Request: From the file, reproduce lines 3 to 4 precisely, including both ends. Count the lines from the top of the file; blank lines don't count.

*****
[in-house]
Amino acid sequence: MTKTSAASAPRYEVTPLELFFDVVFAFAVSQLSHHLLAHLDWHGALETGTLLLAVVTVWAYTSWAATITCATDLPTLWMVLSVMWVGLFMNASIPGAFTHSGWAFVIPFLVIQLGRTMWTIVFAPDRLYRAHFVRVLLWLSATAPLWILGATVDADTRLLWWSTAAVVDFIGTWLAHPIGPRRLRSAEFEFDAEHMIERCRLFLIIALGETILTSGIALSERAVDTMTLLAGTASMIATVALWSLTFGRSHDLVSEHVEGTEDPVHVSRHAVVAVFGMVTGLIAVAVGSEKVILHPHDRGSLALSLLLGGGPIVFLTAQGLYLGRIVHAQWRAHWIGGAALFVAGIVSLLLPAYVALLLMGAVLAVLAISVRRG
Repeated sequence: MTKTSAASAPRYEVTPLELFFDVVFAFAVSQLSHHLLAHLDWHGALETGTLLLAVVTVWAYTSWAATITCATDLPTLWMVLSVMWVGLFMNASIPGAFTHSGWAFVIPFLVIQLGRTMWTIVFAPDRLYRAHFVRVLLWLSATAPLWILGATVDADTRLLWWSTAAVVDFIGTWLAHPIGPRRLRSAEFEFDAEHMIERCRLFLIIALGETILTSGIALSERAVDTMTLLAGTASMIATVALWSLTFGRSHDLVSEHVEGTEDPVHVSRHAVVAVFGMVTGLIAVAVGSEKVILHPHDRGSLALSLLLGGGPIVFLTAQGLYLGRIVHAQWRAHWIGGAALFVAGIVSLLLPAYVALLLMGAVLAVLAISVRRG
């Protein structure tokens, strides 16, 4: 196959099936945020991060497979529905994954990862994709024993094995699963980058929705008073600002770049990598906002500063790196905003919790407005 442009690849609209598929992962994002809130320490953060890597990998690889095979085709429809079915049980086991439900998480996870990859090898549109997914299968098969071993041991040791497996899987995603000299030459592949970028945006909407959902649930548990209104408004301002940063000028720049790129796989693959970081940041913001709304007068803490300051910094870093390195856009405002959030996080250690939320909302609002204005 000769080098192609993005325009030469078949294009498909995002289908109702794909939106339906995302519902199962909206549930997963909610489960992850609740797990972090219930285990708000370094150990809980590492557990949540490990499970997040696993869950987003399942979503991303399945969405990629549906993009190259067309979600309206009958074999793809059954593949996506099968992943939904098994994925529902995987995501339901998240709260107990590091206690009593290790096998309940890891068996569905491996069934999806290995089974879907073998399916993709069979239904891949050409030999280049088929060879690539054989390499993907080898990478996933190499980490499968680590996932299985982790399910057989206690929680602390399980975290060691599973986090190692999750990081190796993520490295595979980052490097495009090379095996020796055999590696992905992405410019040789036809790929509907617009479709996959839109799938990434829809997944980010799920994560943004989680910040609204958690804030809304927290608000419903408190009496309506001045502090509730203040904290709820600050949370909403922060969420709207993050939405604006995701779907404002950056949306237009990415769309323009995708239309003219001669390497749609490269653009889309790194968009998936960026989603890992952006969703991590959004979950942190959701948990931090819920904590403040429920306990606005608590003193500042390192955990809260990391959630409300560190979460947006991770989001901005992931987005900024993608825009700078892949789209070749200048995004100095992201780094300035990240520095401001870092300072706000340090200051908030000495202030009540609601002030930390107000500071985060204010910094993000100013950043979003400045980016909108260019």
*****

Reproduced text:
Repeated sequence: MTKTSAASAPRYEVTPLELFFDVVFAFAVSQLSHHLLAHLDWHGALETGTLLLAVVTVWAYTSWAATITCATDLPTLWMVLSVMWVGLFMNASIPGAFTHSGWAFVIPFLVIQLGRTMWTIVFAPDRLYRAHFVRVLLWLSATAPLWILGATVDADTRLLWWSTAAVVDFIGTWLAHPIGPRRLRSAEFEFDAEHMIERCRLFLIIALGETILTSGIALSERAVDTMTLLAGTASMIATVALWSLTFGRSHDLVSEHVEGTEDPVHVSRHAVVAVFGMVTGLIAVAVGSEKVILHPHDRGSLALSLLLGGGPIVFLTAQGLYLGRIVHAQWRAHWIGGAALFVAGIVSLLLPAYVALLLMGAVLAVLAISVRRG
């Protein structure tokens, strides 16, 4: 196959099936945020991060497979529905994954990862994709024993094995699963980058929705008073600002770049990598906002500063790196905003919790407005 442009690849609209598929992962994002809130320490953060890597990998690889095979085709429809079915049980086991439900998480996870990859090898549109997914299968098969071993041991040791497996899987995603000299030459592949970028945006909407959902649930548990209104408004301002940063000028720049790129796989693959970081940041913001709304007068803490300051910094870093390195856009405002959030996080250690939320909302609002204005 000769080098192609993005325009030469078949294009498909995002289908109702794909939106339906995302519902199962909206549930997963909610489960992850609740797990972090219930285990708000370094150990809980590492557990949540490990499970997040696993869950987003399942979503991303399945969405990629549906993009190259067309979600309206009958074999793809059954593949996506099968992943939904098994994925529902995987995501339901998240709260107990590091206690009593290790096998309940890891068996569905491996069934999806290995089974879907073998399916993709069979239904891949050409030999280049088929060879690539054989390499993907080898990478996933190499980490499968680590996932299985982790399910057989206690929680602390399980975290060691599973986090190692999750990081190796993520490295595979980052490097495009090379095996020796055999590696992905992405410019040789036809790929509907617009479709996959839109799938990434829809997944980010799920994560943004989680910040609204958690804030809304927290608000419903408190009496309506001045502090509730203040904290709820600050949370909403922060969420709207993050939405604006995701779907404002950056949306237009990415769309323009995708239309003219001669390497749609490269653009889309790194968009998936960026989603890992952006969703991590959004979950942190959701948990931090819920904590403040429920306990606005608590003193500042390192955990809260990391959630409300560190979460947006991770989001901005992931987005900024993608825009700078892949789209070749200048995004100095992201780094300035990240520095401001870092300072706000340090200051908030000495202030009540609601002030930390107000500071985060204010910094993000100013950043979003400045980016909108260019």